A colleague of mine saw an anxious patient who had sustained a head laceration.
She was pressing for a CT scan of her head since she wanted a diagnosis for the continued lack of sensation to the area.
It was explained to her that this was likely to be due to some minor superficial nerve damage and should settle with time and that a scan was not indicated.
'Could it be permanent?,' the patient asked in earnest.
This was a possibility.
'But what would happen then doctor?,' she whimpered.
'Well then you would be a numbskull,' was the flat response she received.
Unfortunately, having a name for her condition did not seem to help.
Dr Brent Prior, Stockport, Manchester
A patient attended with a request from his employers. Apparently they wanted a green MC10 form from me.
Despite having filled in a plethora of forms over the years this request had me baffled.
We consulted Google. The patient is now pondering his options between a 1984 Tandy computer and a patented sewage pump.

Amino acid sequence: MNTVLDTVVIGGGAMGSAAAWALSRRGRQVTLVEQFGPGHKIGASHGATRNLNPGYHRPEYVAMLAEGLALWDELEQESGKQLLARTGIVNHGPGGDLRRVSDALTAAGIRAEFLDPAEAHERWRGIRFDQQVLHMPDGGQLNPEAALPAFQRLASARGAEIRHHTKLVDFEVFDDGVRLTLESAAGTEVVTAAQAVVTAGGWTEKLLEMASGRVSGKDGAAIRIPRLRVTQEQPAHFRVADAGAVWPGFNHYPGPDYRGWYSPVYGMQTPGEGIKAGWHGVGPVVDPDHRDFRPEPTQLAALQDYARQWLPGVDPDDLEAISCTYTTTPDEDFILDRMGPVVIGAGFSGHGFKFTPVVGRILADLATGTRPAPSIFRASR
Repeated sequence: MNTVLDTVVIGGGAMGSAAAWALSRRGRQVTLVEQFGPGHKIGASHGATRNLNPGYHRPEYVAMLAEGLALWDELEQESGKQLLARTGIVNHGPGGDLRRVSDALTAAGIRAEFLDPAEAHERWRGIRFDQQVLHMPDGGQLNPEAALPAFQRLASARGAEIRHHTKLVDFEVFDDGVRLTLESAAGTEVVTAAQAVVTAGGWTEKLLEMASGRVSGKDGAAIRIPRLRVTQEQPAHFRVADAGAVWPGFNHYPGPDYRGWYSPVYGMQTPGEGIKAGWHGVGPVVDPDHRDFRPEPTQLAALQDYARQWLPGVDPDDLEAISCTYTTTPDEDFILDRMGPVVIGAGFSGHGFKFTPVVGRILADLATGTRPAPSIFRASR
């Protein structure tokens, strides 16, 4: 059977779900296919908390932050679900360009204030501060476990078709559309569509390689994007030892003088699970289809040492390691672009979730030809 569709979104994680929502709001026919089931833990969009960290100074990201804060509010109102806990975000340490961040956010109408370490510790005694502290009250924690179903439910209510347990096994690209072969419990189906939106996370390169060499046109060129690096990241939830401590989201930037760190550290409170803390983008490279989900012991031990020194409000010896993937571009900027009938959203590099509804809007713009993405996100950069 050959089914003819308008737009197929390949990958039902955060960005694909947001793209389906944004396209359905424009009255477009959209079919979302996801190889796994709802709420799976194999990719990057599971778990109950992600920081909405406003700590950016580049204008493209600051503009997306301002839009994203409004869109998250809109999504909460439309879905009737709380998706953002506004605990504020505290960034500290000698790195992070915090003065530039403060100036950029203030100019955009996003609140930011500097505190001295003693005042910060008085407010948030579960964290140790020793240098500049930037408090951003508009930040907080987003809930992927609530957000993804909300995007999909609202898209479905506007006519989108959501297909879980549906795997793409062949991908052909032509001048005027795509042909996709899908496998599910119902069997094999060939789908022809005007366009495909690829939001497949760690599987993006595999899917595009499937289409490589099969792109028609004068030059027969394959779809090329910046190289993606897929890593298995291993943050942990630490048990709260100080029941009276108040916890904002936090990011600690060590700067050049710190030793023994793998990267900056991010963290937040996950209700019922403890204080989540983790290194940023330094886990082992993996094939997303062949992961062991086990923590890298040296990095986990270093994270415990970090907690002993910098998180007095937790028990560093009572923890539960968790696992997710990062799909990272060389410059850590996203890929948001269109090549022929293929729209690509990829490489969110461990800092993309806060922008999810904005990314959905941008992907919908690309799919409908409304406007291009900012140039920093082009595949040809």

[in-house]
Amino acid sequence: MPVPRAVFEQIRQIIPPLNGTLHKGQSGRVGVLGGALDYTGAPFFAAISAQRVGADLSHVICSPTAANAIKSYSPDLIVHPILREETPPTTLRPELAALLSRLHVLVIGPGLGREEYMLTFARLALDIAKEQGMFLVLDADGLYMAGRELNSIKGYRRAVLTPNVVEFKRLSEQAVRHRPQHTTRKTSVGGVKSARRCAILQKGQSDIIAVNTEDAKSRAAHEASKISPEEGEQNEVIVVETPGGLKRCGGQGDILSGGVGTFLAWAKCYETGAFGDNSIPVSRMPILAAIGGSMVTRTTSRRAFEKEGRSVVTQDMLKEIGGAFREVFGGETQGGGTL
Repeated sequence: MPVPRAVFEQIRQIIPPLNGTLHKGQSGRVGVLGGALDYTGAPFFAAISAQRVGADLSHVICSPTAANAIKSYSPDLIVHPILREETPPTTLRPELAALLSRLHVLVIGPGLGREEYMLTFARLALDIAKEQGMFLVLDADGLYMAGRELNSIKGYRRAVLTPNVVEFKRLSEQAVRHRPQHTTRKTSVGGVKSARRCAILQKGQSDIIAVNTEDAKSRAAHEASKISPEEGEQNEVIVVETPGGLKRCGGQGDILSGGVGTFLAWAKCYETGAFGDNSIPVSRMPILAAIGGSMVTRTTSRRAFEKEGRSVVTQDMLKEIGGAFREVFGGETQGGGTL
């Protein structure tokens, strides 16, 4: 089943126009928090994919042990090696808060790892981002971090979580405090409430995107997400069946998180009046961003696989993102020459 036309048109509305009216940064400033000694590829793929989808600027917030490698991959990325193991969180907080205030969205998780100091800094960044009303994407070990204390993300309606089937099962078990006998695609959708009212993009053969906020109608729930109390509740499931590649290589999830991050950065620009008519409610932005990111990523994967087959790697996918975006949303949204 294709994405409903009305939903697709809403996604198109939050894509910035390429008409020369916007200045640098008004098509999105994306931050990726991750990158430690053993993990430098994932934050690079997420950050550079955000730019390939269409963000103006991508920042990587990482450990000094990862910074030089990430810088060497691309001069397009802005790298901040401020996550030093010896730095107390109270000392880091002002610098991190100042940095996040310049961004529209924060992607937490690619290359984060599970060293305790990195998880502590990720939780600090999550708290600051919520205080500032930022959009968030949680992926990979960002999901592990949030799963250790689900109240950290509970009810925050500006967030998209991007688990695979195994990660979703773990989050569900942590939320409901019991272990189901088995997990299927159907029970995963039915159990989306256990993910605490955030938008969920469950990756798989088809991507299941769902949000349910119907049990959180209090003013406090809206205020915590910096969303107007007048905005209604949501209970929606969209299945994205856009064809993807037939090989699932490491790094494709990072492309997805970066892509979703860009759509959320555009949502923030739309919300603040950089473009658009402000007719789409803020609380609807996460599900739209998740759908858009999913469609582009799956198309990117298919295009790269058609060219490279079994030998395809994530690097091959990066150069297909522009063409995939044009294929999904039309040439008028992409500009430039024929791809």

Dr Ian Hamilton, Belfast
German skin care
A 63 year old diabetic patient attended for a review.
He had recently suffered from various episodes of cellulitis affecting both lower legs and had now started to develop the occasional blistering lesion.
'No disrespect to yourselves', the patient said.
'But I went to the pharmacist and they said I should come and see you and ask to be referred to a Germantologist.'
I smiled and agreed but resisted replying that indeed our Bavarian brethren were somewhat expert in these matters.
Dr Robin Poole, Canterbury, Kent
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